Ewing Sarcoma

Sarcomas are solid tumors that are formed from young cells that normally become bone, muscle, and other soft tissues, such as ligaments and joints. Sarcomas begin when a change or mutation occurs in one of these young cells, allowing the cell to grow uncontrollably and form cancerous tumors. There are many types of sarcomas that occur during childhood. About 12 in every 100 children with cancer will have a sarcoma.

Ewing sarcoma is the second most common tumor of the bone. Other names for Ewing sarcoma are “Ewing sarcoma family tumor” and “peripheral primitive neuroectodermal tumor (pPNET).” It often affects the bones of the pelvis, chest, arms, and legs, but can occur in any bone in the body. Ewing sarcoma can also begin in the soft tissues instead of in the bone. Ewing sarcoma most often occurs in older children and teenagers.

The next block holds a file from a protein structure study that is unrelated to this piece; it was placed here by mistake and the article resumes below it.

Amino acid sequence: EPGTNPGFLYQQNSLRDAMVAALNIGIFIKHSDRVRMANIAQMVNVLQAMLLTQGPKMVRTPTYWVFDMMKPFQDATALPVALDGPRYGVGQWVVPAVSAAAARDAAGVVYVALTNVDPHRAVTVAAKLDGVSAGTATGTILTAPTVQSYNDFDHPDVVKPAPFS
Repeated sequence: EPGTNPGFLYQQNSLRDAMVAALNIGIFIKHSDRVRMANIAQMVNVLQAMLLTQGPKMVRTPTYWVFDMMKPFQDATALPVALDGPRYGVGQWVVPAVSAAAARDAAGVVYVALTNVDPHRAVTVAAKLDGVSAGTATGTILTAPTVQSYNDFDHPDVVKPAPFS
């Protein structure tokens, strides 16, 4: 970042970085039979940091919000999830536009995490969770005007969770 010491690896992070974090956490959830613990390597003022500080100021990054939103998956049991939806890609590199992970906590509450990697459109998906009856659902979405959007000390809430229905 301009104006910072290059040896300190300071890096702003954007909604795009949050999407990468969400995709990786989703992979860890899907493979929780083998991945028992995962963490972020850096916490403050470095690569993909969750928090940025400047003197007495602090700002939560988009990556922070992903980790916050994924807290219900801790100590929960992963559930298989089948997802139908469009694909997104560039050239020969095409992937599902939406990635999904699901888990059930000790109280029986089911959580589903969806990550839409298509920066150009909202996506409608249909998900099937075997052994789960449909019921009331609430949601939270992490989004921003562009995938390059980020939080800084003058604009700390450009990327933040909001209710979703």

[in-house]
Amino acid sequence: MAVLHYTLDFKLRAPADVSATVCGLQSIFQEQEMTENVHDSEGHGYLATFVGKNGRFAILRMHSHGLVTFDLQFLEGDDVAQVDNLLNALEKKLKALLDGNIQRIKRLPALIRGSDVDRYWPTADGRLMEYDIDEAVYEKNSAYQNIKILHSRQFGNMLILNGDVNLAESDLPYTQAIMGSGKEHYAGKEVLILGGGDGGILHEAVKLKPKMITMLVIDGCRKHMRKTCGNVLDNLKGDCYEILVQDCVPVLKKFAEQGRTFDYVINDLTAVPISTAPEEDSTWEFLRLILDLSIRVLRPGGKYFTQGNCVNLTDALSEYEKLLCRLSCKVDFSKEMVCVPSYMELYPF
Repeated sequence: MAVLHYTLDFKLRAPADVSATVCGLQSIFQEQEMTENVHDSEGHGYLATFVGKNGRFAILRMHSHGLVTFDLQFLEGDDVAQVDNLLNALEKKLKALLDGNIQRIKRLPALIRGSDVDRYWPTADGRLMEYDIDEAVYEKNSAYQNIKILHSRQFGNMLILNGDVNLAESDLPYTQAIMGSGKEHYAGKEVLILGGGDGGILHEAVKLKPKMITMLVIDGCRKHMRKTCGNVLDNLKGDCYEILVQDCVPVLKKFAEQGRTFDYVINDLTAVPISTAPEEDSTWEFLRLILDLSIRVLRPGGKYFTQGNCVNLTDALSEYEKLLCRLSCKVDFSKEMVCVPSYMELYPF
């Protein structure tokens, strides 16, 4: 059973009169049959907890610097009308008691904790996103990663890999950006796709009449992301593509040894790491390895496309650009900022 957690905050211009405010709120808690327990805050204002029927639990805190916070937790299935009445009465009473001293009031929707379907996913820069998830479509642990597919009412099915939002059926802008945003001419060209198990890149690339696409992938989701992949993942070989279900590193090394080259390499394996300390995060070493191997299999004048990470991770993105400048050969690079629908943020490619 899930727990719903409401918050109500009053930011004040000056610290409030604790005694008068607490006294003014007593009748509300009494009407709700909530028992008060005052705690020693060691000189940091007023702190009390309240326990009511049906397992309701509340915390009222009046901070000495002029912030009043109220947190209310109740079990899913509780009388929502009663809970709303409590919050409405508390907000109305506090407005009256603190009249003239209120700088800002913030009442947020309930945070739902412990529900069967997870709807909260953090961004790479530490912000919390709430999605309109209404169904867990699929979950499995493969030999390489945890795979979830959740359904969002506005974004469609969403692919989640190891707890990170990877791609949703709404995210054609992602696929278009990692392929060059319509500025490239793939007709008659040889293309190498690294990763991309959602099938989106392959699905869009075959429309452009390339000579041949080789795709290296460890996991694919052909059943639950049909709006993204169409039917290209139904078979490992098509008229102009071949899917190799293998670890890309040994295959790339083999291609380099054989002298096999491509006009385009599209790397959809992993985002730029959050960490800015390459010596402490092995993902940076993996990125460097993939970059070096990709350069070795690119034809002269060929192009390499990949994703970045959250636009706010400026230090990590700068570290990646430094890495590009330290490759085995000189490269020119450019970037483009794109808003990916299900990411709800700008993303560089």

The Isabella Santos Foundation (ISF) is committed to improving rare pediatric cancer treatment options in an effort to increase survival rates of kids with cancer so they can live their dreams.  Our partnership with Levine Children’s Hospital will fund and create the ISF Rare and Solid Tumor Program.  This $5 million initiative will be designed to research and treat a wide range of deadly pediatric cancers while allowing the hospital to expand their clinical trials and provide extraordinary patient experience for all children and families with rare and solid tumors.

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